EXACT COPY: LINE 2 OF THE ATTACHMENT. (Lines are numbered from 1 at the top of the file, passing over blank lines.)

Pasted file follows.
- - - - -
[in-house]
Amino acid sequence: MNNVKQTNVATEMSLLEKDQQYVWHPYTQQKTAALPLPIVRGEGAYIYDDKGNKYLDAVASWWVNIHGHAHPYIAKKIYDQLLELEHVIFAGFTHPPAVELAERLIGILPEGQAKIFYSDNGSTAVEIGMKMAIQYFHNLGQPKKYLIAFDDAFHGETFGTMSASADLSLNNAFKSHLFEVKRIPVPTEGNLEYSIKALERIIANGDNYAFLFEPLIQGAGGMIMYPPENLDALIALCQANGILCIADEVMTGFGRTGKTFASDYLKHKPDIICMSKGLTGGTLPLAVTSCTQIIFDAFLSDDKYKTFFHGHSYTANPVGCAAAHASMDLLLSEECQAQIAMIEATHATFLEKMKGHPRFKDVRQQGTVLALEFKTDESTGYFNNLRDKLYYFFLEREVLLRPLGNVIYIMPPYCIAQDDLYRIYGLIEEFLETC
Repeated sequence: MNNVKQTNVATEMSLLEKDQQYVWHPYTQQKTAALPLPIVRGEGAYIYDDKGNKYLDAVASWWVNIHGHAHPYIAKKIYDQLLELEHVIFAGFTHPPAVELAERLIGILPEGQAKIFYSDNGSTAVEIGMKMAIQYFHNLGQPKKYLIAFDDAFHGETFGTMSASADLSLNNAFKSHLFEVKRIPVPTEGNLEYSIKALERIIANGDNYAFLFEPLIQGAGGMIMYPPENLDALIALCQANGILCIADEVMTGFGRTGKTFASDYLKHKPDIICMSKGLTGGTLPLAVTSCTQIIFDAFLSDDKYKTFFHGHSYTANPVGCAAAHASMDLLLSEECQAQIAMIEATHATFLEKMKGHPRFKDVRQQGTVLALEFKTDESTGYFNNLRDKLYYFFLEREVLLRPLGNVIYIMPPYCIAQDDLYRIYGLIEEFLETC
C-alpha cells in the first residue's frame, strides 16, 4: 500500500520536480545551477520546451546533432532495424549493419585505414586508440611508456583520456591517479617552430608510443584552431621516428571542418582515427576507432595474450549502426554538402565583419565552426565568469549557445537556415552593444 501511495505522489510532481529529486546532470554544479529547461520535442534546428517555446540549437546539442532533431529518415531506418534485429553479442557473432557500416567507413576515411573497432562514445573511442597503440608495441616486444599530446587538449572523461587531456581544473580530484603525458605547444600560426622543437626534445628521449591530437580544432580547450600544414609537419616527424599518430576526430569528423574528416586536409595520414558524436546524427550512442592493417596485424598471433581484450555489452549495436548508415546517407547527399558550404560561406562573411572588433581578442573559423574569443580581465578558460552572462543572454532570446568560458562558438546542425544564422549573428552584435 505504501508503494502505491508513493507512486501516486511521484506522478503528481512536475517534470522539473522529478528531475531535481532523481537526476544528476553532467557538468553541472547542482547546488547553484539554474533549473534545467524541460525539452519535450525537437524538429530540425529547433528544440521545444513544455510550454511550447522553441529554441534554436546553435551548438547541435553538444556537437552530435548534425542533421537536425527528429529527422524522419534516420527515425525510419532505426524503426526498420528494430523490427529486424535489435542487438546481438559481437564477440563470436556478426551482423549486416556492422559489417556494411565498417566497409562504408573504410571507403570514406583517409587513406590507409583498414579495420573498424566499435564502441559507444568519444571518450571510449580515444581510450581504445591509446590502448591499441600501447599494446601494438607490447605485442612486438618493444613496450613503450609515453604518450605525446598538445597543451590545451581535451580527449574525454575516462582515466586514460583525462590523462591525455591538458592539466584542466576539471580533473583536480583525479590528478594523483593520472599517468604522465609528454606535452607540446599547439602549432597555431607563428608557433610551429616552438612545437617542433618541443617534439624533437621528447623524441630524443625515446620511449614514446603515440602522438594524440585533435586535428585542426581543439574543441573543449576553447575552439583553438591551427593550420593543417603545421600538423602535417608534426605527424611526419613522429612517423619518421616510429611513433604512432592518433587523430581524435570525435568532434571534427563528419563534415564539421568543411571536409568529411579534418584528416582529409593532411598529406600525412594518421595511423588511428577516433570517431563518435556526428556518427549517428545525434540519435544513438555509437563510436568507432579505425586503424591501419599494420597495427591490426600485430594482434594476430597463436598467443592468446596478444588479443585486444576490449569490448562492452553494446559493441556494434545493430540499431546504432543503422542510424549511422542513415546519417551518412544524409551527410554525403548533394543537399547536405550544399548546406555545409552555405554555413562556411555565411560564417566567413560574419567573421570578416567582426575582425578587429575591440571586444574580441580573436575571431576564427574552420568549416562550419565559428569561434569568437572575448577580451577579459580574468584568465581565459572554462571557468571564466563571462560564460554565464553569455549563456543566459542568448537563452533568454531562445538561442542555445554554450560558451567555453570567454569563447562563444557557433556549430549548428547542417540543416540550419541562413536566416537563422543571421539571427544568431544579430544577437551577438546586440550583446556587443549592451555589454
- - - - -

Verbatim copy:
Amino acid sequence: MNNVKQTNVATEMSLLEKDQQYVWHPYTQQKTAALPLPIVRGEGAYIYDDKGNKYLDAVASWWVNIHGHAHPYIAKKIYDQLLELEHVIFAGFTHPPAVELAERLIGILPEGQAKIFYSDNGSTAVEIGMKMAIQYFHNLGQPKKYLIAFDDAFHGETFGTMSASADLSLNNAFKSHLFEVKRIPVPTEGNLEYSIKALERIIANGDNYAFLFEPLIQGAGGMIMYPPENLDALIALCQANGILCIADEVMTGFGRTGKTFASDYLKHKPDIICMSKGLTGGTLPLAVTSCTQIIFDAFLSDDKYKTFFHGHSYTANPVGCAAAHASMDLLLSEECQAQIAMIEATHATFLEKMKGHPRFKDVRQQGTVLALEFKTDESTGYFNNLRDKLYYFFLEREVLLRPLGNVIYIMPPYCIAQDDLYRIYGLIEEFLETC